I am persevering with my reading posts although they seem to be less popular than any other posts. More than anything, it gives me an opportunity to reflect on my book choices and see how my reading preferences change over time and with the seasons. I read pretty much everything except romance, which I can't stand.
I finished the big fat book that I decided to read in June, 'A Little Life' by Hania Yanagihara pretty quickly. It was a compelling read, challenging, too. I loved it, loved it a lot. If you have time and strong wrists, I really recommend you read it, too. I guess you could read it on your Kindle. Here the blurb (because I am lazy):
When four graduates from a small Massachusetts college move to New York to make their way, they're broke, adrift, and buoyed only by their friendship and ambition. There is kind, handsome Willem, an aspiring actor; JB, a quick-witted, sometimes cruel Brooklyn-born painter seeking entry to the art world; Malcolm, a frustrated architect at a prominent firm; and withdrawn, brilliant, enigmatic Jude, who serves as their centre of gravity. Over the decades, their relationships deepen and darken, tinged by addiction, success, and pride. Yet their greatest challenge, each comes to realize, is Jude himself, by midlife a terrifyingly talented litigator yet an increasingly broken man, his mind and body scarred by an unspeakable childhood, and haunted by what he fears is a degree of trauma that he'll not only be unable to overcome - but that will define his life forever.
It is a beautifully written story, and it is a heartbreaking story, too. Occasionally I felt like giving Jude an encouraging slap on the back but felt guilty when I did. He is a broken man, he really is but there is so much love and support in his life that you one hopes it might be enough. Don't be put off by the blurb, the book is not just about the consequences of horrendous childhood abuse, it is also a book of friendship, family and love.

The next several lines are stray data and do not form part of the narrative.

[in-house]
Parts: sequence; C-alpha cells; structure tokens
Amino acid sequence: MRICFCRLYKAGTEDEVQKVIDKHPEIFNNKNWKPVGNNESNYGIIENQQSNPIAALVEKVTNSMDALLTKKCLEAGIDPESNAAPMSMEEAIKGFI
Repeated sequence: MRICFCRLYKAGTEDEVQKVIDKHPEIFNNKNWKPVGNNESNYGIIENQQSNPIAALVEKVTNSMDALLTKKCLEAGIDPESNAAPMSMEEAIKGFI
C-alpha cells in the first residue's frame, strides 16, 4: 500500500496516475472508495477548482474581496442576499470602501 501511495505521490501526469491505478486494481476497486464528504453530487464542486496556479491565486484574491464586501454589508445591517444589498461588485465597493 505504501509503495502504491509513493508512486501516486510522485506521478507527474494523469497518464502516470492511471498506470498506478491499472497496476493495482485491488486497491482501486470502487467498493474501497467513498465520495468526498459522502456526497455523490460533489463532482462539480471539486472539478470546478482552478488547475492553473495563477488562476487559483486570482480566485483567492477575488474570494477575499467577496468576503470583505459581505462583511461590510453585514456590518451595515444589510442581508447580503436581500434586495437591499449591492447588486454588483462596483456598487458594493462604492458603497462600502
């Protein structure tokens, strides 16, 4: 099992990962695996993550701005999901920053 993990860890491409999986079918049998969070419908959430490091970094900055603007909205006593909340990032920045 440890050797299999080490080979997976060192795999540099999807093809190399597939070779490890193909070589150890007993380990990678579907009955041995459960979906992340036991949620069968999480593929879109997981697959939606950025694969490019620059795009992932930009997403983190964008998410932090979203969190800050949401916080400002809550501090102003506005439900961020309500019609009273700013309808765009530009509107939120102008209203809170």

I also finished my April read, 'Spill, Simmer, Falter, Wither' by Sara Baume, that I couldn't bare to finish earlier. I am not actually sure I understand the ending but I don't seem to be the only one. If anyone could enlighten me, that would be great. It is a sad story but it is not all doom and gloom. The friendship and love between a dog and a man, both not part of 'normal' society is touching and I enjoyed the book.
Then I powered my way through an urban fantasy novel by Neil Gaiman, 'Neverwhere'. I just love a bit of fantasy and the thought of a city within the city is quite appealing, although I would probably prefer to live in a more gentle place than London Below. Here the first half of the blurb from Neil Gaiman's own website
'Richard Mayhew is an unassuming young businessman living in London, with a dull job and a pretty but demanding fiancee. Then one night he stumbles across a girl bleeding on the sidewalk. He stops to help her--and the life he knows vanishes like smoke. Several hours later, the girl is gone too. And by the following morning Richard Mayhew has been erased from his world. His bank cards no longer work, taxi drivers won't stop for him, his landlord rents his apartment out to strangers. He has become invisible, and inexplicably consigned to a London of shadows and darkness a city of monsters and saints, murderers and angels, that exists entirely in a subterranean labyrinth of sewer canals and abandoned subway stations. He has fallen through the cracks of reality and has landed somewhere different, somewhere that is Neverwhere.'I chose the audio version. The story is narrated by Neil Gaiman himself and I enjoyed the timbre of his voice and his accent. I also enjoyed the witty language and the very English humour. I have just downloaded another book by Neil Gaiman, to listen to during my holidays ('American Gods').
The last book I listened to this month was the next translated instalment of a Norwegian crime series, 'Ordeal' by Jørn Lier Horst. I would feel comfortable in William Visting's hands if I was the victim of a crime. He is a reassuringly normal man with a not very exiting private life and a good working relationship with his colleagues, unusual for a fictional detective but just what you would want in an investigator. Although of course the private life of an investigator would be none of my business.
In July I am picking up a book that has been gathering dust under my bed for a while. I started reading it ages ago but forgot all about it. Should hoover more often under my bed :-) Anyway, the book is 'Lady Oracle' by Margaret Atwood, one of my all time favourite authors. I am looking forward to reading it.
I hope you are enjoying your books, too. I like loosing myself in a good story, I'd happily stay up half the night if a book is just right.
Two more days of school. Well, one actually, tomorrow schools are closed because of the EU referendum. I am holding my breath as the outcome may affect me considerably. Have a lovely rest of the week! x